The war coincided with new regimes of Aboriginal ‘protection’ in several states, resulting in Aboriginal families being evicted from missions, even while some of their young men enlisted from them (for example, about 26 men, almost certainly all Indigenous, volunteered from the Lake Tyers mission in Gippsland). Indigenous enlistments were publicised as a reproach to ‘slackers’—shaming those who allowed black men to fight for a white Australia. Their presence may have shifted attitudes a little. In rural South Australia a mail coach driver who admitted he would not allow ‘half castes’ on his vehicle, allowed black soldiers to sit on the driver’s box with him—‘A man who fights for his country, be he black or white,’ he said, ‘is fit to sit with kings’. The Great War marked one small step on the long road to equality.

Children

Children are generally left out of accounts of the Great War—the last time they were accorded a chapter in a general history of the war was in Michael McKernan’s The Australian People and the Great War, re-published recently as Australians at Home. That is, before my 2011 book Digger Smith and Australia’s Great War. Children in the war’s first year were often seen dressed up to raise money for patriotic funds: later this came to be seen as being in poor taste, if not as gross manipulation.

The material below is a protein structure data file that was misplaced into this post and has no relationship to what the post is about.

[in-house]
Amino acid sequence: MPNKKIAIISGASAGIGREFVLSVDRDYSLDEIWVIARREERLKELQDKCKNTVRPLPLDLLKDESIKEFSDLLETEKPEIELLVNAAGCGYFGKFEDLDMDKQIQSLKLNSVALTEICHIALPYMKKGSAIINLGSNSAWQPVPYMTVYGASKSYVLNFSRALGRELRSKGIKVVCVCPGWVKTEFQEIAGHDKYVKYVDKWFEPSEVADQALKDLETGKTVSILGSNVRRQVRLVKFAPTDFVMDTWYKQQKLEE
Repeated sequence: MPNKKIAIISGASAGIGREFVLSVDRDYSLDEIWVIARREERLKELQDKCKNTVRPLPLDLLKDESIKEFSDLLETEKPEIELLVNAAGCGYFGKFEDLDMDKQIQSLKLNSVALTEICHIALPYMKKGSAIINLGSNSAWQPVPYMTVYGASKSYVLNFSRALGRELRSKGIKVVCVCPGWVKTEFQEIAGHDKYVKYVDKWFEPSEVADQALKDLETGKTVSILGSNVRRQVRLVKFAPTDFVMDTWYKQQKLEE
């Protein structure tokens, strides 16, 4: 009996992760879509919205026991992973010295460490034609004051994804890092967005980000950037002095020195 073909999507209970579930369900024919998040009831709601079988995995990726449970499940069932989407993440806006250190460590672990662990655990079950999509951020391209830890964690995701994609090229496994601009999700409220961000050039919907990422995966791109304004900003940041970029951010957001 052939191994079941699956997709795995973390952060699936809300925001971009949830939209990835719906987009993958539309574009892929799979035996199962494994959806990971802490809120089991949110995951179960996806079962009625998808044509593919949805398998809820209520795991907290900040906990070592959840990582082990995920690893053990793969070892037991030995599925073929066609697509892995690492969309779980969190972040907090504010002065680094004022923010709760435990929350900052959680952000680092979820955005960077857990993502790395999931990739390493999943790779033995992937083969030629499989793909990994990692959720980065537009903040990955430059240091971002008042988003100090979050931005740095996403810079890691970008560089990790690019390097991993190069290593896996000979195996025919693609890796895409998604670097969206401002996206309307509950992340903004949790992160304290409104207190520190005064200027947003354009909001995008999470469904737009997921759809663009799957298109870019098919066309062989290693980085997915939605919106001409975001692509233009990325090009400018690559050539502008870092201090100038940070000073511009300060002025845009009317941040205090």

For many children the war was a colourful sidelight. If they did not have elder brothers or fathers overseas it could impinge upon them relatively little personally. Because the great majority of soldiers were single, the war made only about 10,000 children fatherless, though many more lost their fathers for several years during the war years, and some of course returned ill-equipped to resume their parental responsibilities. War could seem a noise far away. Even if school assemblies, for example, halted to remember teachers who had enlisted that would have happened only once or twice over the war’s course.

Figure 7 - Sydney Mail, NLA collection (image: Peter Stanley)

Figure 7 - Sydney Mail, NLA collection (image: Peter Stanley)

Here’s a school in a surveyors’ camp—were these children barefoot from choice or necessity? Such were the conditions of child mortality, even in a relatively healthy, prosperous and well-fed society like Australia’s, as many as 40,000 infants died of childhood illnesses in the course of the war—about the AIF’s death toll in battle on the Western Front. One of the positive outcomes of the war was the growth in ideas of child welfare. In 1915 in Sydney a School for Mothers and a babies hospital opened, and in South Australia a Mothers’ Club and the first municipal playgrounds. This seems to have been a reaction to the prodigious deaths at war. A plan for the welfare of fatherless children included a plea, ‘My father died on the battlefield ... don’t chain me to ignorance and to poverty’.

Figure 8 - School at a surveyors' camp, NLA collection (image: Peter Stanley)

Figure 8 - School at a surveyors' camp, NLA collection (image: Peter Stanley)